This image (in the inset) shows a group of motor neurons from lumbar spinal cord of neonatal rat. These motor neurons are part of a group of neurons projecting to the medial gastrocnemius muscle of the lower hindlimb. They were stained using an immuno-labeling technique. Note the differences in size and shape of the labelled cell somata, as well as the dendritic processes that can be seen protruding from many of them. Motor neurons grow in size during prenatal and early postnatal development, and extend dendritic processes to receive synaptic contacts from a variety of other neurons. These growth processes and the eventual stabilization of an adult pattern of connections are governed in part by chemical messengers such as neurotrophins, and may be governed indirectly by successful use of each motor neuron in a muscle reflex circuit. The bar in the lower right-hand corner of the picture is 100 micrometers in length.

Ongoing projects include (1) the characterization of glutamate receptors in developing spinal circuits, using neurophysiological techniques, and (2) the characterization of neuronal control of locomotor-like activity in developing mammalian spinal cord. The latter project is proceeding with the help of undergraduate and graduate students in La Crosse and also in partnership with researchers at the University of Wisconsin Medical School Department of Physiology. In the past two years I have also had several students working on mammalian cell culture projects.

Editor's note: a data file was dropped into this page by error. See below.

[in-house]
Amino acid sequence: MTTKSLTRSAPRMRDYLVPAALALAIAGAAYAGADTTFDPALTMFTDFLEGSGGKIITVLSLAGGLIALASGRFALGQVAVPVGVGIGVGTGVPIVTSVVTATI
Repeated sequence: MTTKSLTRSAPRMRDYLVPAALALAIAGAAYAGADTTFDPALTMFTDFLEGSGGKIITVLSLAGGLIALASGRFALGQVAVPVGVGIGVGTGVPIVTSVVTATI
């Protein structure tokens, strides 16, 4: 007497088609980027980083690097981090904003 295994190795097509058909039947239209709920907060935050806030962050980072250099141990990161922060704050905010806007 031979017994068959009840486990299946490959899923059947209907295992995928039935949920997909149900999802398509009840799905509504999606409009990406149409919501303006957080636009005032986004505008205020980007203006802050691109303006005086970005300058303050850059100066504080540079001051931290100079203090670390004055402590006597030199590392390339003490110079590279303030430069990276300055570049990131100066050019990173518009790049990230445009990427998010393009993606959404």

Recent Publications

Ziskind-Conhaim, L., Seebach, B.S., and Gao, B.-X. (1993) Changes in serotonin-induced potentials during spinal cord development. J. Neurophysiol. 69:1338-1349.

Seebach, B.S., Intrator, N., Lieberman, P., and Cooper, L.N (1994) A model of prenatal acquisition of speech parameters. Proc. Nat. Acad. Sci. 91:7473-7476. [This work was also summarized in Science News 146:111 (1994).]

Seebach, B.S., and Ziskind-Conhaim, L. (1994) Formation of transient inappropriate sensorimotor synapses in developing rat spinal cords. J. Neurosci. 14:4520-4528.

Seebach, B.S., and Mendell, L.M. (1996) Maturation in properties of motoneurons and segmental input in the neonatal rat. J. Neurophysiol. 76:3875-3885.

Seebach, B.S., Arvanov, V.L., and Mendell, L.M. (1999) Effects of BDNF and NT-3 on development of Ia/motoneuron functional connectivity in neonatal rats. J. Neurophysiol. 81: 2398-2405.

Arvanov, V.L., Seebach, B.S., and Mendell, L.M. (2000) NT-3 evokes an LTP- like facilitation of AMPA/kainate receptor-mediated synaptic transmission in the neonatal rat spinal cord. J. Neurophysiol. 84:752-758.

Hinckley, C., Seebach, B.S., and Ziskind-Conhaim, L. (2003) The role of GABAergic and glycinergic inhibition in coordinating bilateral rhythms in the mouse spinal cord. (submitted to J. Neurophysiol.)


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This page was last revised on 26 September 2012.